Volatility

October 11, 2009

Perspective on the GWOT

Filed under: Afghanistan, Corporatism, Disaster Capitalism, Global War On Terror, Globalization — Tags: — Russ @ 3:53 am
In last Sunday’s NYT James Traub had a think piece on permanent war and its limits. While not perfect, and not a public interest, anti-war piece by any means, it was better than much of the stuff you see in the MSM. Answering it paragraph for paragraph I found myself to be starting to compile a sort of catechism, or at least the precursor ingredients of one, which I thought I’d post.
 

Over the next few weeks, Barack Obama must make the most difficult decision of his presidency to date: whether or not to send up to 40,000 more troops to Afghanistan, as his commanding general there, Gen. Stanley A. McChrystal, has reportedly proposed.

 
40000 troops to Afghanistan = the equivalent of 40000 fighting for domestic corporatism. Let that be our heuristic.
 

This summer, Mr. Obama described the effort in Afghanistan as “a war of necessity.” In such a war, you do whatever you need to do to win. But now, as criticism mounts from those who argue that the war in Afghanistan cannot, in fact, be won with more troops and a better strategy, the president is having second thoughts.

 
They’re really fighting a domestic class war. The Afghan theater, just like the Iraqi, is primarily a distraction and a laundering facility through which taxpayer money can be funneled to connected corporations.
 

A war of necessity is presumably one that is “fundamental to the defense of our people,” as Mr. Obama has said about Afghanistan. But if such a war is unwinnable, then perhaps you must reconsider your sense of its necessity and choose a more modest policy instead.

 
It’s not a war of necessity, except from the point of view of propping up “growth”, securing oil, for the sake of the corporatist system. From that point of view it’s temporarily “winnable”, meaning that it can be sustained for awhile with wealth looted from the public, which is all that matters.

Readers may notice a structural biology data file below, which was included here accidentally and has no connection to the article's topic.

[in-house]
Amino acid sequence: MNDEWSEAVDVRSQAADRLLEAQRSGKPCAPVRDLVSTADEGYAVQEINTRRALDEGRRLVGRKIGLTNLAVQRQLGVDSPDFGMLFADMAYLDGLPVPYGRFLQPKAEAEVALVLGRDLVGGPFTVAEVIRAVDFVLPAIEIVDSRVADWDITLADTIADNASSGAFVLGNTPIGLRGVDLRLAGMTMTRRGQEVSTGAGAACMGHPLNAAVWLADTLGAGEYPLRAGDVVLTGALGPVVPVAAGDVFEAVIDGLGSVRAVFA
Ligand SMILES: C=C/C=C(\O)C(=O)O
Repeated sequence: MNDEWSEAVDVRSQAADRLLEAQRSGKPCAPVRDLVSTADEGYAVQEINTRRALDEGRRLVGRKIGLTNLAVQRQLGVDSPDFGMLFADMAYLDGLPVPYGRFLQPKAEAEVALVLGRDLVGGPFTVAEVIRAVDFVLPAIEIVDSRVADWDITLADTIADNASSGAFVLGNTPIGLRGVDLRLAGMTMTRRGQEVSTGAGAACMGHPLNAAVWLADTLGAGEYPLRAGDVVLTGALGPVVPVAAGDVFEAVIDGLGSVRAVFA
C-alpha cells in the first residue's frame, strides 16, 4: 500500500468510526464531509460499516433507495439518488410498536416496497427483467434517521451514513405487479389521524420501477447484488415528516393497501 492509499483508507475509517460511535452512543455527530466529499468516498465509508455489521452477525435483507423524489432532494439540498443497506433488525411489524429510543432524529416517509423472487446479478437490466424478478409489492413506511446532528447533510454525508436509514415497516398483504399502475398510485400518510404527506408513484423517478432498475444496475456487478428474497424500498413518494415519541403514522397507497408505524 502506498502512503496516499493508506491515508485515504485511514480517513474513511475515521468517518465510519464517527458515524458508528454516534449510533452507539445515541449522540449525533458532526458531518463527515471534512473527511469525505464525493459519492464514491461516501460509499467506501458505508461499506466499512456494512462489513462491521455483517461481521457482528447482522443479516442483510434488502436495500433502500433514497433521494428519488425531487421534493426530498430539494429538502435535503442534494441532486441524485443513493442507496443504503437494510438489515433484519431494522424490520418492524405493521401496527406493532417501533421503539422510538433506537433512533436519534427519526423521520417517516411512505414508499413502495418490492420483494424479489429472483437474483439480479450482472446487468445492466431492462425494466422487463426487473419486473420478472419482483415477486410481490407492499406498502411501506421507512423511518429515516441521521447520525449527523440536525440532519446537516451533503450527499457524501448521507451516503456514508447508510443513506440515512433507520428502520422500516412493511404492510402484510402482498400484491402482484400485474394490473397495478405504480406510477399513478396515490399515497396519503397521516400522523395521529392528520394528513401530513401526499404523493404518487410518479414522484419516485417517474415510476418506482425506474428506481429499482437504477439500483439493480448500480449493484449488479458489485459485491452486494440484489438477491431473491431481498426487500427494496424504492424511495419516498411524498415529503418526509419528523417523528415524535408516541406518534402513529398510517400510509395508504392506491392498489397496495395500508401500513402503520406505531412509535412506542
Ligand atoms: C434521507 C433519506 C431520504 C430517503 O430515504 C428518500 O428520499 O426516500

It’s a permanent war; each aspect of it, each operation, each theater, is temporary and opportunistic. The opportunities sought are primarily resource-oriented (oil), and beyond that to open up frontiers for disaster capitalism.
 
There is no “victory” envisioned or intended. Administration hawk Holbrooke said “we’ll know [victory] when we see it.” This is code to all in the know. There’s no time limit, no discrete end, no exit strategy. It’ll go on for as long as if physically and politically possible.
 

The conservative pundit George Will suggested as much in a recent column in which he argued for a reduced, rather than enhanced, American presence in Afghanistan. Mr. Will cited the testimony of George Kennan, the diplomat and scholar, to a Senate Foreign Relations Committee hearing on Vietnam in 1966: “Our country should not be asked, and should not ask of itself, to shoulder the main burden of determining the political realities in any other country. … This is not only not our business, but I don’t think we can do it successfully.”